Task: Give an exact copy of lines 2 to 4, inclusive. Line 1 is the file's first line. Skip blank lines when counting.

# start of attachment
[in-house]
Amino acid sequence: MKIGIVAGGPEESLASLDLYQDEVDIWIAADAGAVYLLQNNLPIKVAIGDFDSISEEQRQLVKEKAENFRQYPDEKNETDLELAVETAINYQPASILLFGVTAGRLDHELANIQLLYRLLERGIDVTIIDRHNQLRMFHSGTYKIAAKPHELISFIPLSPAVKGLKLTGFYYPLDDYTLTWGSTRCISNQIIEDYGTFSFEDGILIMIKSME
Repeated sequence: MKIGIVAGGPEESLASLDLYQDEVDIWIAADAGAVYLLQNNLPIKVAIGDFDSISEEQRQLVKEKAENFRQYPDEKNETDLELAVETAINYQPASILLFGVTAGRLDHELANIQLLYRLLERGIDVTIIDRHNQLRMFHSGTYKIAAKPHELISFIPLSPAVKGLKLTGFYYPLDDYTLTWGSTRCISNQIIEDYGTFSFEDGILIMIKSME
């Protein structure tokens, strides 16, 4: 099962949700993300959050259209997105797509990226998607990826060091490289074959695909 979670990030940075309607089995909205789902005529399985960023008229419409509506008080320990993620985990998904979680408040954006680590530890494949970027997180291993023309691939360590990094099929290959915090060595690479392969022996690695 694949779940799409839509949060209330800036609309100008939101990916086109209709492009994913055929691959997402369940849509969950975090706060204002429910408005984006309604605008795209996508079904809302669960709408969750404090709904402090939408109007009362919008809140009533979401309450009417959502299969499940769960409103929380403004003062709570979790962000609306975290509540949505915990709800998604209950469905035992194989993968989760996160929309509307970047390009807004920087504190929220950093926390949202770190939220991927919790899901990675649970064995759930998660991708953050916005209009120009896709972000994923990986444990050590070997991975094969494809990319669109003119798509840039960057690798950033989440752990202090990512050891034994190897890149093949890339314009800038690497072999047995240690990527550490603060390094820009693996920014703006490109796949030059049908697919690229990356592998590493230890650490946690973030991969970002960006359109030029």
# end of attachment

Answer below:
Amino acid sequence: MKIGIVAGGPEESLASLDLYQDEVDIWIAADAGAVYLLQNNLPIKVAIGDFDSISEEQRQLVKEKAENFRQYPDEKNETDLELAVETAINYQPASILLFGVTAGRLDHELANIQLLYRLLERGIDVTIIDRHNQLRMFHSGTYKIAAKPHELISFIPLSPAVKGLKLTGFYYPLDDYTLTWGSTRCISNQIIEDYGTFSFEDGILIMIKSME
Repeated sequence: MKIGIVAGGPEESLASLDLYQDEVDIWIAADAGAVYLLQNNLPIKVAIGDFDSISEEQRQLVKEKAENFRQYPDEKNETDLELAVETAINYQPASILLFGVTAGRLDHELANIQLLYRLLERGIDVTIIDRHNQLRMFHSGTYKIAAKPHELISFIPLSPAVKGLKLTGFYYPLDDYTLTWGSTRCISNQIIEDYGTFSFEDGILIMIKSME
């Protein structure tokens, strides 16, 4: 099962949700993300959050259209997105797509990226998607990826060091490289074959695909 979670990030940075309607089995909205789902005529399985960023008229419409509506008080320990993620985990998904979680408040954006680590530890494949970027997180291993023309691939360590990094099929290959915090060595690479392969022996690695 694949779940799409839509949060209330800036609309100008939101990916086109209709492009994913055929691959997402369940849509969950975090706060204002429910408005984006309604605008795209996508079904809302669960709408969750404090709904402090939408109007009362919008809140009533979401309450009417959502299969499940769960409103929380403004003062709570979790962000609306975290509540949505915990709800998604209950469905035992194989993968989760996160929309509307970047390009807004920087504190929220950093926390949202770190939220991927919790899901990675649970064995759930998660991708953050916005209009120009896709972000994923990986444990050590070997991975094969494809990319669109003119798509840039960057690798950033989440752990202090990512050891034994190897890149093949890339314009800038690497072999047995240690990527550490603060390094820009693996920014703006490109796949030059049908697919690229990356592998590493230890650490946690973030991969970002960006359109030029």